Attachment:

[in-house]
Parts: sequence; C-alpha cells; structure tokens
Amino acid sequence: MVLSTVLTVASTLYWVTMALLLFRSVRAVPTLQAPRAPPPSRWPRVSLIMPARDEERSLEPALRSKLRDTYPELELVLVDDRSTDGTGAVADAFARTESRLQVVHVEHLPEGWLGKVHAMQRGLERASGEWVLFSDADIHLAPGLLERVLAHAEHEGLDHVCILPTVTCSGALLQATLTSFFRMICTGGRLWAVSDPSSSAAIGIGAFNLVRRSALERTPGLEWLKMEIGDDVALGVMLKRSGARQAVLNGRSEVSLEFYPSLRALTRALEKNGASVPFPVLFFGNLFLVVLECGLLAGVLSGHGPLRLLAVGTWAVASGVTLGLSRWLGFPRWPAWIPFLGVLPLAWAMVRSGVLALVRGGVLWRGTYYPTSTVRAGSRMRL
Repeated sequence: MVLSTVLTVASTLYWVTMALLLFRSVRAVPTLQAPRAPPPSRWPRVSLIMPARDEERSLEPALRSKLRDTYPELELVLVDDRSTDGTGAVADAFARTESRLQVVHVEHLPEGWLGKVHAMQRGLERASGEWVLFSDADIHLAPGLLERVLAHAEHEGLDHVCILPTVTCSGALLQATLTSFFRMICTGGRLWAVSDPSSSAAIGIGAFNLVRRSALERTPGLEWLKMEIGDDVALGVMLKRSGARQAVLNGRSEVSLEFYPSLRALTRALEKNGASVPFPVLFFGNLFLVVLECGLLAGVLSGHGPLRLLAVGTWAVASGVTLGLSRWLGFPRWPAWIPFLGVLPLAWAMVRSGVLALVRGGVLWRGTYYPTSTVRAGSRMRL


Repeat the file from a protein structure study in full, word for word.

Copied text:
[in-house]
Parts: sequence; C-alpha cells; structure tokens
Amino acid sequence: MVLSTVLTVASTLYWVTMALLLFRSVRAVPTLQAPRAPPPSRWPRVSLIMPARDEERSLEPALRSKLRDTYPELELVLVDDRSTDGTGAVADAFARTESRLQVVHVEHLPEGWLGKVHAMQRGLERASGEWVLFSDADIHLAPGLLERVLAHAEHEGLDHVCILPTVTCSGALLQATLTSFFRMICTGGRLWAVSDPSSSAAIGIGAFNLVRRSALERTPGLEWLKMEIGDDVALGVMLKRSGARQAVLNGRSEVSLEFYPSLRALTRALEKNGASVPFPVLFFGNLFLVVLECGLLAGVLSGHGPLRLLAVGTWAVASGVTLGLSRWLGFPRWPAWIPFLGVLPLAWAMVRSGVLALVRGGVLWRGTYYPTSTVRAGSRMRL
Repeated sequence: MVLSTVLTVASTLYWVTMALLLFRSVRAVPTLQAPRAPPPSRWPRVSLIMPARDEERSLEPALRSKLRDTYPELELVLVDDRSTDGTGAVADAFARTESRLQVVHVEHLPEGWLGKVHAMQRGLERASGEWVLFSDADIHLAPGLLERVLAHAEHEGLDHVCILPTVTCSGALLQATLTSFFRMICTGGRLWAVSDPSSSAAIGIGAFNLVRRSALERTPGLEWLKMEIGDDVALGVMLKRSGARQAVLNGRSEVSLEFYPSLRALTRALEKNGASVPFPVLFFGNLFLVVLECGLLAGVLSGHGPLRLLAVGTWAVASGVTLGLSRWLGFPRWPAWIPFLGVLPLAWAMVRSGVLALVRGGVLWRGTYYPTSTVRAGSRMRL